The Sixth Month


I can no longer relax. I’ve suddenly noticed that – whenever I am eating – I am being watched. And not just with a passing interest; Zane was intensely following every fork-load of food that I consumed, closely observing the content and progression of my meal, chewing air and drooling every time I put something in my mouth. My every meal-time move was being monitored. 

Then one day, as he sat on my lap, watching an apple repeatedly pass over his head as I took a bite out of it, he attacked the core with such vigour that I was caught by surprise: he grabbed it with both hands, pulled it to his mouth, planted his two teeth into it and sucked, covering it in dribble as he did so (rendering it inedible for anyone but Zane). It was like something off a wildlife documentary: a lizard waiting for prey to come within reach before ensnaring it with lightning reflexes, although a lizard doesn’t possess a saliva tsunami weapon with which to drown its prey.

It didn’t stop at the apple. Zane has attacked other foods with a zeal that is rather frightening in a person who can’t even sit up without support. We gave Zane an egg: a whole, peeled boiled egg to see what he would do with it. He tore it apart and ate it all, as though he had done it many times before. That, we were impressed with. We began giving him all types of food. Couscous we weren’t so impressed with: little of it made it into his mouth, and he seemed intent on spreading it as far and as wide as he could. I think I spent the following hour cleaning couscous from Zane, his clothes and from all the furniture in view.


Zane will now smile in front of the camera. It seems to be one of the first things he has copied from us, and obviously finds it important to look good in all photos. However, he will smile whenever I have a camera in my hand, regardless of whether I am pointing it at him, or even if I am not actually taking a photo. Actually, he will smile for any small electronic device I have in my hand. I’ll pick up my phone to make a call, and Zane will look at it with a manic grin on his face, his eyes squinting with the effort of producing the most dazzling smile he can. I could probably hold a can opener up and he would grin at it. And that’s not all: he will smile at a camera irrespective of his mood. I had Zane in the baby carrier on my chest with him facing outward as we were on a hike, and he was very unhappy. He’d been bawling incessantly for 15 minutes, and I’d tried everything to settle him, without luck. I gave up and just kept walking, and at one point I took out the camera to take a picture of some lovely vista. Zane stopped crying. I thought, “What the...?” I couldn’t see his face, and I suspected the camera to be the cause. I turned the camera around, took a picture of his face and looked at the result: it was a big cheesy smile in a face soaked with tears. I put the camera away and the crying resumed.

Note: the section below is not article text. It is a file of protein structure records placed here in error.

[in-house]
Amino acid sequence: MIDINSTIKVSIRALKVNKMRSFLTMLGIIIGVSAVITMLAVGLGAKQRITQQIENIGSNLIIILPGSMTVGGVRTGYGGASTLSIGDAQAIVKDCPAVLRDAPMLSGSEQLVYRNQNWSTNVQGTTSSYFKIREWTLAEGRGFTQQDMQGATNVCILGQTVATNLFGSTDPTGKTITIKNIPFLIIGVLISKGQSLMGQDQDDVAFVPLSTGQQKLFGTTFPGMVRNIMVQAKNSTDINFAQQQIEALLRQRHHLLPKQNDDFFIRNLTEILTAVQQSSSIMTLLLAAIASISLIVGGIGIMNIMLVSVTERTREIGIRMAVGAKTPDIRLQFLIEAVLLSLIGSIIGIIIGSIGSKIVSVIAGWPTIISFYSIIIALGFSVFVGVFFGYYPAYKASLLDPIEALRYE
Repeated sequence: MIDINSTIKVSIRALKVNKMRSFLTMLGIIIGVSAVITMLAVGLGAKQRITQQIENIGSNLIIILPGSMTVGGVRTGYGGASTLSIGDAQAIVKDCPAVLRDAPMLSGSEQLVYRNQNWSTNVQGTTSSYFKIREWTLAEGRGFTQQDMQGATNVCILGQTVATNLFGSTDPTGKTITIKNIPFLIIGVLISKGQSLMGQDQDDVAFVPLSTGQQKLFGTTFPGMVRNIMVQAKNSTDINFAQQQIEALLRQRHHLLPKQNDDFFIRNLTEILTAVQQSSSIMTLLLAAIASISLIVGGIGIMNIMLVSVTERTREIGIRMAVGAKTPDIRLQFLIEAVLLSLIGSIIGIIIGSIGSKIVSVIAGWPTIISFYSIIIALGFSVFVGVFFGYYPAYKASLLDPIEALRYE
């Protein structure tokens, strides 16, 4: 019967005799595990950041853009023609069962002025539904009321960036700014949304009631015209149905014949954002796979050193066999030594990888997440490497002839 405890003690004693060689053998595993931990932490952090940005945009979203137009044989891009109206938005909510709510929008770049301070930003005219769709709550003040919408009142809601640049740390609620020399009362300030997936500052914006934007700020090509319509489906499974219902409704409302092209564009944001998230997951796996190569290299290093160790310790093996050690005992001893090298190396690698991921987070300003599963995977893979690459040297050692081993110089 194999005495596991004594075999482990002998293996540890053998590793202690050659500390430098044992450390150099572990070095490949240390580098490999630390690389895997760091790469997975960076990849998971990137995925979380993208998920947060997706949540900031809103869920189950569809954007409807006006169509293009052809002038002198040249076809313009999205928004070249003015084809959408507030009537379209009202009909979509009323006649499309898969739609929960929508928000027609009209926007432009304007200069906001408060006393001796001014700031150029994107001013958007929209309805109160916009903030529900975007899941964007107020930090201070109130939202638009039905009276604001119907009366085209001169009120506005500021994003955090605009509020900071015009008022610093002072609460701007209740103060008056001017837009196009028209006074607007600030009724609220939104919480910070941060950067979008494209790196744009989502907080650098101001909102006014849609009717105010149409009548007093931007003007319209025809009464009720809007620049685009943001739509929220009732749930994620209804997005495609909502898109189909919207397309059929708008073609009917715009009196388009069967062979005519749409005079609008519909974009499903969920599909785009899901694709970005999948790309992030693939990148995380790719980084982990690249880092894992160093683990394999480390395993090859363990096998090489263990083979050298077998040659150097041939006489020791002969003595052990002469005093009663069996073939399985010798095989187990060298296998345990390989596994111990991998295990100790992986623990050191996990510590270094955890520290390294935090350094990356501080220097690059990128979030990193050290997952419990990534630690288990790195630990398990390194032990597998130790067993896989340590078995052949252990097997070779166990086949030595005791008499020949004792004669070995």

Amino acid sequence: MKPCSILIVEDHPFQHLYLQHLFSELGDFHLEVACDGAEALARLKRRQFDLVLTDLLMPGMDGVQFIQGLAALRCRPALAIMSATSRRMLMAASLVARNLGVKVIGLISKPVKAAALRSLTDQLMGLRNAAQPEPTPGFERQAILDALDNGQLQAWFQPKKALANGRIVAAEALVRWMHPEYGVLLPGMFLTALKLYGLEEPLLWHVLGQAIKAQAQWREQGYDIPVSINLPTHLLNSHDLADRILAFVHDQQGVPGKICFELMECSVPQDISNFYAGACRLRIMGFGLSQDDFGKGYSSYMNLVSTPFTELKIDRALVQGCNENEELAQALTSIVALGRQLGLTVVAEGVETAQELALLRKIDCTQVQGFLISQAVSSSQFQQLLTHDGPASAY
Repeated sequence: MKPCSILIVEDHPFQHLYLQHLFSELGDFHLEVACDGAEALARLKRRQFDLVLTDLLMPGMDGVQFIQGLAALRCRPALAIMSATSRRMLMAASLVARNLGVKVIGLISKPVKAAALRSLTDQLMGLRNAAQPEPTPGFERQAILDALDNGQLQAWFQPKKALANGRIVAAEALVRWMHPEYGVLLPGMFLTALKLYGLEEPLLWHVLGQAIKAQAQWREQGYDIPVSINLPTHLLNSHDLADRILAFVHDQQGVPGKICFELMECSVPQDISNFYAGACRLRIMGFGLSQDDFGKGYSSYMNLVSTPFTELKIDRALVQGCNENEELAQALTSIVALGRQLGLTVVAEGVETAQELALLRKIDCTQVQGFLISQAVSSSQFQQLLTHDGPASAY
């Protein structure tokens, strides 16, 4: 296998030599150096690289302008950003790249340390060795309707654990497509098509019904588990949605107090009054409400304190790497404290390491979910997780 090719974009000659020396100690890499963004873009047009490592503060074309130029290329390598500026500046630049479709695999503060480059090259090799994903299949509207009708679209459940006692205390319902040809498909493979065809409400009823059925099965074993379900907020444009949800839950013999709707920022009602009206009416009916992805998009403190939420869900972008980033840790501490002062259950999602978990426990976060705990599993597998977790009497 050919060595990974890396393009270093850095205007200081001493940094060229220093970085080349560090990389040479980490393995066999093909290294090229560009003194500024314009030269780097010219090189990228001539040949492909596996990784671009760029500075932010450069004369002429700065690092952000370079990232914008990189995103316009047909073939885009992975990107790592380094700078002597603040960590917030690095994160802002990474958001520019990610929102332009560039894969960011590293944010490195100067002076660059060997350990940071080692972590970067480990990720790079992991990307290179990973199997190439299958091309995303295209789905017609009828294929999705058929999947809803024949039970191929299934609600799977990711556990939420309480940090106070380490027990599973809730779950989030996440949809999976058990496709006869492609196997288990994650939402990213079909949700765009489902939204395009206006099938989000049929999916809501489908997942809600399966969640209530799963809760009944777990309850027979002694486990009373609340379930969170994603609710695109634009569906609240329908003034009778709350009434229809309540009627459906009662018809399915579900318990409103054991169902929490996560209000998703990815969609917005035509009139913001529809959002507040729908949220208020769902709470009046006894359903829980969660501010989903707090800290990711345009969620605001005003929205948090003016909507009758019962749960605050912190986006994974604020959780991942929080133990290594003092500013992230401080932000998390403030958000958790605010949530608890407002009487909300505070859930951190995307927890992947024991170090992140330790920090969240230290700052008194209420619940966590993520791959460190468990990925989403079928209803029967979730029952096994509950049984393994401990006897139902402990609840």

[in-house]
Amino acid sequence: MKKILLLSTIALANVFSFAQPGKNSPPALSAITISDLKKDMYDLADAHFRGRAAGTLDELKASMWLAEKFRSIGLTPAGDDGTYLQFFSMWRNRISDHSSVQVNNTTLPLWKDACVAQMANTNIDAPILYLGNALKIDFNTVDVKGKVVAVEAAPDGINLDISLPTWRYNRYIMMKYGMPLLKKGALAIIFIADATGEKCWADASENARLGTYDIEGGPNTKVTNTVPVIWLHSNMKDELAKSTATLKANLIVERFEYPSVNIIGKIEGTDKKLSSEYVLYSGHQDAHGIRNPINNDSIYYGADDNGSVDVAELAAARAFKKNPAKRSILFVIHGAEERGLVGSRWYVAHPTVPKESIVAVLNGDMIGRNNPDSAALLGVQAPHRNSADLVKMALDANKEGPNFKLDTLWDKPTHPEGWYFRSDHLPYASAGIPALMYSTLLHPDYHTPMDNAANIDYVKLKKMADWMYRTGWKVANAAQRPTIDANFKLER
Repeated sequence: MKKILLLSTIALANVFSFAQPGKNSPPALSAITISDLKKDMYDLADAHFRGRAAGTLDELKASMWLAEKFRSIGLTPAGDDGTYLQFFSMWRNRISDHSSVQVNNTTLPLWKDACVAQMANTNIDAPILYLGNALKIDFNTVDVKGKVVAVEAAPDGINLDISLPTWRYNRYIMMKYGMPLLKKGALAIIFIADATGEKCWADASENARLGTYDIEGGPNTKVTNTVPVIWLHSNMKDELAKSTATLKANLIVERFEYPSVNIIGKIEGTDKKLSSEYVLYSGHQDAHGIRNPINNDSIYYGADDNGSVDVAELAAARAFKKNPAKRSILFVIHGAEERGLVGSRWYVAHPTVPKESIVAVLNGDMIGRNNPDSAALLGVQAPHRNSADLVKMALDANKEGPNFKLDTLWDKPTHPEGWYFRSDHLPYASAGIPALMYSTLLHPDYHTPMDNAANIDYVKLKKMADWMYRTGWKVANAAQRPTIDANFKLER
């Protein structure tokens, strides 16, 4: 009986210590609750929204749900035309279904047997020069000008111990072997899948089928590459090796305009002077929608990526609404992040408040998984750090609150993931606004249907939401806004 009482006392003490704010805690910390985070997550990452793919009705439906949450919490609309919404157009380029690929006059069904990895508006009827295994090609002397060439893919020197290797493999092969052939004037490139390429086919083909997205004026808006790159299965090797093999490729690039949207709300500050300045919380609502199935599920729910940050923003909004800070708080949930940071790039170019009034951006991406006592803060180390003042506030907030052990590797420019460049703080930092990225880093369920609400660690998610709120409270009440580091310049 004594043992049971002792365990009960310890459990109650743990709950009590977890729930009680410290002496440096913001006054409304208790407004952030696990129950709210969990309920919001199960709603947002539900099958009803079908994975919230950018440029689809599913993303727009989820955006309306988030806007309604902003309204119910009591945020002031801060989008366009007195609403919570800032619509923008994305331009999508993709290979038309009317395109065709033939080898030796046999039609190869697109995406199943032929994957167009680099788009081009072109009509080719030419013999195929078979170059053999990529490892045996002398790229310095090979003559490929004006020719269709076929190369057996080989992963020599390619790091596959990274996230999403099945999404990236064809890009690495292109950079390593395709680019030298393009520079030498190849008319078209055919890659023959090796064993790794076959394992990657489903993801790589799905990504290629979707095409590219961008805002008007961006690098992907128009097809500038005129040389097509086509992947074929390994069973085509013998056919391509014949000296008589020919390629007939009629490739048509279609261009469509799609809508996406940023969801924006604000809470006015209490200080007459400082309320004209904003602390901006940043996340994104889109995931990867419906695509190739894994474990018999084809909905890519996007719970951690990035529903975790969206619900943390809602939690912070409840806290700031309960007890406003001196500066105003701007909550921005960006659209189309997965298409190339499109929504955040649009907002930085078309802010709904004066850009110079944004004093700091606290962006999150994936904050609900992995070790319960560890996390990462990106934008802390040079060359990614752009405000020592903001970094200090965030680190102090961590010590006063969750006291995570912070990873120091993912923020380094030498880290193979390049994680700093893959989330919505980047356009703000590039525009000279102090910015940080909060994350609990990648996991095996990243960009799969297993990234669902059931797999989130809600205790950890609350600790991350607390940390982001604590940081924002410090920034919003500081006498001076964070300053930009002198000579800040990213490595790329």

He Does Like Us!

Zane has learnt how to be affectionate. He always receives kisses and hugs from us, but now he has learnt how to return them, to give us some reassurance that he really does like us. Or maybe it’s a ploy to get food, we’re not sure. Anyhow, it’s beautiful to see: when Jas picks him up, he’ll wrap his arms around her neck (well, about a third the way around), and kiss her on the cheek. I use the term “kiss” very loosely, as it involves Zane opening his mouth wide and sucking Jas’ cheek whilst dribbling copiously. I’ve never seen something so touching that requires a mop to clean up afterwards.

With me, he is a little more aggressive. When my head is close, he’ll grab a handful of hair from each side of my head, firmly pull me close and then cheerfully bite my nose. The meaning in this action is indeed questionable, but I like to think it’s an act of fondness.   


When you become a dad, you start to become proud of simpler things than you might previously have done. As well as getting satisfaction at, say, your own sporting achievements or a promotion at work, you well up at milestones that might seem innocuous to others, but are significant in your child’s development. One such event occurred when Zane woke up recently: he had his very first bed hair! His little blonde fronds had grown long enough to get messed up in his sleep. He woke up and as he looked at me, he had clearly looked like he had been in dreamland for some time, with a clump of hair askew on top of his head. It was a beautiful sight.

Zane recently discovered his hands, and spent a lot of time holding them out in front of him, waving them about, doing little royal waves, seeing the shapes he could create with his wrist and fingers and trying to use them to pick things up. He has now found his feet! They are considerably further away, however that doesn’t stop him grabbing them, shaking them about and pulling them up to his head, just to show off. And it doesn’t stop there: he likes to suck on his toes. I’m very happy that he can’t walk yet, as I’m sure I’d be forever pulling his grubby feet from between his lips.
An ability that I’m not particularly overjoyed about is that Zane seems to be able to project his puke into rather unfortunate locations on demand. The most memorable, yet forgettable, of these was when we were in a rather nice hotel bar overlooking a lake with well-to-do patrons all about. I had Zane sitting on my lap, with one of my legs crossed over the other, so the “cuff” of my shorts was angled slightly upwards. Zane had the apparent need to vomit a copious amount of warm fluid up the leg of my shorts. Barely a drop hit the floor or the chair; pretty much all of it made its way to the top of my shorts – on the inside. It generated a large and unfortunately obvious wet patch from my right buttock all the way down the inside leg. I had to leave immediately, as inconspicuously as I could, though it is difficult to walk normally in those conditions.

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